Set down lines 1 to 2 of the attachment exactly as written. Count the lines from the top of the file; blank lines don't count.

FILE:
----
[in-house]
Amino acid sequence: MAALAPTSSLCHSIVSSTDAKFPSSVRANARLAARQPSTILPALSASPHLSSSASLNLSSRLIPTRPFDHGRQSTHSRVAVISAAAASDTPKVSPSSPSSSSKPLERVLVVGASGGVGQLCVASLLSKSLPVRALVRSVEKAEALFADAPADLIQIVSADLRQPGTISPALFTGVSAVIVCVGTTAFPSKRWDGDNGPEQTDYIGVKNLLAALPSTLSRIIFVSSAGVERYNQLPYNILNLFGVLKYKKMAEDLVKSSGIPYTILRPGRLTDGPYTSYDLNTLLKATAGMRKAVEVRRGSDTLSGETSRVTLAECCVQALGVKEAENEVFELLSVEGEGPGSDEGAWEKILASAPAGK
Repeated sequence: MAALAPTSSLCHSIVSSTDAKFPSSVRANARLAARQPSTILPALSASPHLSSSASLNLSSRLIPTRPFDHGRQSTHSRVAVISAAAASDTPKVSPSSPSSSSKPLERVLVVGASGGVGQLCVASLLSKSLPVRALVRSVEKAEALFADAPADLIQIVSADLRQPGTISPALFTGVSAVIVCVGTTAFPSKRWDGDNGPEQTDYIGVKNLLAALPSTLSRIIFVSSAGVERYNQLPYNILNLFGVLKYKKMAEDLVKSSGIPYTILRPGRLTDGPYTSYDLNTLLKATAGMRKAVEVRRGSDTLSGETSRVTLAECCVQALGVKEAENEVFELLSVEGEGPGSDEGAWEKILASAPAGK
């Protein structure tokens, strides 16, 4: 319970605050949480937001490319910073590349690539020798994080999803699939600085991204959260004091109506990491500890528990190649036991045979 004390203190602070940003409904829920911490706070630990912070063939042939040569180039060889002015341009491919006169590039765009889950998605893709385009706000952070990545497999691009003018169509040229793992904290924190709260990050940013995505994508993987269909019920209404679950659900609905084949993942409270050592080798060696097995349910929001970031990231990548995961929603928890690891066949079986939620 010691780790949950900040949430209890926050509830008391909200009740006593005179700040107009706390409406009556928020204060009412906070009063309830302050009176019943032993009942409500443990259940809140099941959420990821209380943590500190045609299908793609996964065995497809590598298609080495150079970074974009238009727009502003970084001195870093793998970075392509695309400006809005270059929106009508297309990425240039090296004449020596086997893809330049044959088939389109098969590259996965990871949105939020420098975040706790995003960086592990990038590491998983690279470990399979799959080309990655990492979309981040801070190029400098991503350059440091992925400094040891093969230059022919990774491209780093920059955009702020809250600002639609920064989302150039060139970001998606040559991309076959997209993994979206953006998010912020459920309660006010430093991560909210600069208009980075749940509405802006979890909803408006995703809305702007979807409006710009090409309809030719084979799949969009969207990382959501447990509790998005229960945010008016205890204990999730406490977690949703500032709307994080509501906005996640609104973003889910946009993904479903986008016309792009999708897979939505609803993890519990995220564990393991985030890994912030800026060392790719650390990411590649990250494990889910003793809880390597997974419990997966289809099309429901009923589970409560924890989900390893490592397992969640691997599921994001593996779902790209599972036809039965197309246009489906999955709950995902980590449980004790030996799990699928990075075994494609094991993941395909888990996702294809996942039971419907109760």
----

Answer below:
[in-house]
Amino acid sequence: MAALAPTSSLCHSIVSSTDAKFPSSVRANARLAARQPSTILPALSASPHLSSSASLNLSSRLIPTRPFDHGRQSTHSRVAVISAAAASDTPKVSPSSPSSSSKPLERVLVVGASGGVGQLCVASLLSKSLPVRALVRSVEKAEALFADAPADLIQIVSADLRQPGTISPALFTGVSAVIVCVGTTAFPSKRWDGDNGPEQTDYIGVKNLLAALPSTLSRIIFVSSAGVERYNQLPYNILNLFGVLKYKKMAEDLVKSSGIPYTILRPGRLTDGPYTSYDLNTLLKATAGMRKAVEVRRGSDTLSGETSRVTLAECCVQALGVKEAENEVFELLSVEGEGPGSDEGAWEKILASAPAGK